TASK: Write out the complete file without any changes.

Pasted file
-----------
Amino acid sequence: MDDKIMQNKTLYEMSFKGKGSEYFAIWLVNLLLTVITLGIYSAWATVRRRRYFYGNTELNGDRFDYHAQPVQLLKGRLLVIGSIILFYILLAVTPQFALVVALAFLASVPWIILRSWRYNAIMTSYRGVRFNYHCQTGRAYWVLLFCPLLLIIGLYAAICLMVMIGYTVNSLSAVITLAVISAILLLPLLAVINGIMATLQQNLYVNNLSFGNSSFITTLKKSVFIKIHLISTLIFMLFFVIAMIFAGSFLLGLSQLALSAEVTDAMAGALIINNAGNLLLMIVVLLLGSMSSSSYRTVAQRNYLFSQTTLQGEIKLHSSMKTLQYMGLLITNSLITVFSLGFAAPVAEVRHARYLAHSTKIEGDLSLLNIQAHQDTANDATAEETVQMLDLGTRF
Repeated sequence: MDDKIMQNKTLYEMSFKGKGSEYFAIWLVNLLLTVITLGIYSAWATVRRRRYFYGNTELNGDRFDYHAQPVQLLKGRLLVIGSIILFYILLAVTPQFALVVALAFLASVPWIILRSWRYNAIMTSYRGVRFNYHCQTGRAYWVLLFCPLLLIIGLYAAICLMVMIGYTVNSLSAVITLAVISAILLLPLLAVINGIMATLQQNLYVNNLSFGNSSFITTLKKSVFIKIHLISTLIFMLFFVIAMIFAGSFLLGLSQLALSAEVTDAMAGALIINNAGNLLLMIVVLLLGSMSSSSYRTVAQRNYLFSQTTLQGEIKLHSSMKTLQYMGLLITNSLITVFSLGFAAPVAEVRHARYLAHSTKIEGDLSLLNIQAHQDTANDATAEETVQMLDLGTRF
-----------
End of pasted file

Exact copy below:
Amino acid sequence: MDDKIMQNKTLYEMSFKGKGSEYFAIWLVNLLLTVITLGIYSAWATVRRRRYFYGNTELNGDRFDYHAQPVQLLKGRLLVIGSIILFYILLAVTPQFALVVALAFLASVPWIILRSWRYNAIMTSYRGVRFNYHCQTGRAYWVLLFCPLLLIIGLYAAICLMVMIGYTVNSLSAVITLAVISAILLLPLLAVINGIMATLQQNLYVNNLSFGNSSFITTLKKSVFIKIHLISTLIFMLFFVIAMIFAGSFLLGLSQLALSAEVTDAMAGALIINNAGNLLLMIVVLLLGSMSSSSYRTVAQRNYLFSQTTLQGEIKLHSSMKTLQYMGLLITNSLITVFSLGFAAPVAEVRHARYLAHSTKIEGDLSLLNIQAHQDTANDATAEETVQMLDLGTRF
Repeated sequence: MDDKIMQNKTLYEMSFKGKGSEYFAIWLVNLLLTVITLGIYSAWATVRRRRYFYGNTELNGDRFDYHAQPVQLLKGRLLVIGSIILFYILLAVTPQFALVVALAFLASVPWIILRSWRYNAIMTSYRGVRFNYHCQTGRAYWVLLFCPLLLIIGLYAAICLMVMIGYTVNSLSAVITLAVISAILLLPLLAVINGIMATLQQNLYVNNLSFGNSSFITTLKKSVFIKIHLISTLIFMLFFVIAMIFAGSFLLGLSQLALSAEVTDAMAGALIINNAGNLLLMIVVLLLGSMSSSSYRTVAQRNYLFSQTTLQGEIKLHSSMKTLQYMGLLITNSLITVFSLGFAAPVAEVRHARYLAHSTKIEGDLSLLNIQAHQDTANDATAEETVQMLDLGTRF